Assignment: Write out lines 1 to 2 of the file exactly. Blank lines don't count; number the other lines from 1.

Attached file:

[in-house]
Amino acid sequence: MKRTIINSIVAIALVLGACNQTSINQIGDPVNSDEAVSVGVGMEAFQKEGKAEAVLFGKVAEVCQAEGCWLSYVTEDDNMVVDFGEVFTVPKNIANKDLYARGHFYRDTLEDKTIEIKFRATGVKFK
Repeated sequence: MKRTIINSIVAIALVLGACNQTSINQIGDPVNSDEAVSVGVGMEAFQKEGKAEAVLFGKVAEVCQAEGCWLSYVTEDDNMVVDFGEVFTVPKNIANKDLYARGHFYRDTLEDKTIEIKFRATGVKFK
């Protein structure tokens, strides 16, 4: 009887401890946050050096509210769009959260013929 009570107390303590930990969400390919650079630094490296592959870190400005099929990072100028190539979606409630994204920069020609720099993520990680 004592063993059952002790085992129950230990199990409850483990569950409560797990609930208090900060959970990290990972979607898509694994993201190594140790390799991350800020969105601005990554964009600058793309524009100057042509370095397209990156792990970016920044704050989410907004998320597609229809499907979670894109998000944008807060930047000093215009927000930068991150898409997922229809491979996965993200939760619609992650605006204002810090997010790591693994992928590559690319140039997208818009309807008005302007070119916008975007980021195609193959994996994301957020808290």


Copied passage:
[in-house]
Amino acid sequence: MKRTIINSIVAIALVLGACNQTSINQIGDPVNSDEAVSVGVGMEAFQKEGKAEAVLFGKVAEVCQAEGCWLSYVTEDDNMVVDFGEVFTVPKNIANKDLYARGHFYRDTLEDKTIEIKFRATGVKFK